Results of a prostate cancer study conducted by the University of Rochester medical center were released Feb. 12. Researchers looked at over 70,000 men with this form of cancer in the United States. The findings suggest that African American men and men over age 75 have a much greater risk for aggressive prostate cancers than previous thought. The study is being presented this week at the Genitourinary Cancers Symposium organized by the American Society of Clinical Oncology in Orlando, Fla.
Prostate cancer is the second leading cause of death in men, the study reports. African American men are twice as likely to die from the disease. Men over age 75 represent 50 percent of all prostate cancer deaths.
The PSA test has been used to detect prostate cancers that may not detectable by physical examination of the prostate. In 2012, a panel suggested that the test was less useful in the elderly and recommended against it. Study authors suggest that this perception was based on a flawed model of aging in men. They point out that about two thirds of all men over 75 can expect to live an additional 10 years.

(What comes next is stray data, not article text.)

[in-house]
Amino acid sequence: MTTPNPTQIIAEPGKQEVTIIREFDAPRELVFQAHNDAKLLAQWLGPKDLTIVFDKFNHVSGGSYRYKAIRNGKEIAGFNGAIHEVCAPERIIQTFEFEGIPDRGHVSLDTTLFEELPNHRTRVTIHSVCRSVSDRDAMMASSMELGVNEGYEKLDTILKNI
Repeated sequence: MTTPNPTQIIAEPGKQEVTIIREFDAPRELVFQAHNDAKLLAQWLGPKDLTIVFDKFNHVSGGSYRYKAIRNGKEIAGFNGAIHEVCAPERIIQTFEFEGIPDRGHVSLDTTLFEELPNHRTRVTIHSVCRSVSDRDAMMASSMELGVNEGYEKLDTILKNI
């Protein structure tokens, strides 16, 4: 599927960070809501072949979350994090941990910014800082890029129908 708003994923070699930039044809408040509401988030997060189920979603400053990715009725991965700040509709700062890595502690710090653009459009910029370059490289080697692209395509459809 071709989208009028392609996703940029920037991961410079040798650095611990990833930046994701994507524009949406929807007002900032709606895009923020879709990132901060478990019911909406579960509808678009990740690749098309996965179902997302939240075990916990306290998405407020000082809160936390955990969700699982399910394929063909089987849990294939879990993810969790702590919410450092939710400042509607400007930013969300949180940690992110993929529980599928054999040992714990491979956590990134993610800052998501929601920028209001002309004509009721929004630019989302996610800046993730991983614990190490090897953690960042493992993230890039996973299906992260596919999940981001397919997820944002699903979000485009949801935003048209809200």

Failure to routinely test for prostate cancer using the PSA may be a contributing factor in the high death rate from the illness in those over age 75. Some 40 percent of all men with high-risk prostate cancers were over age 75. Early detection and rapid treatment would have a positive impact on those patients.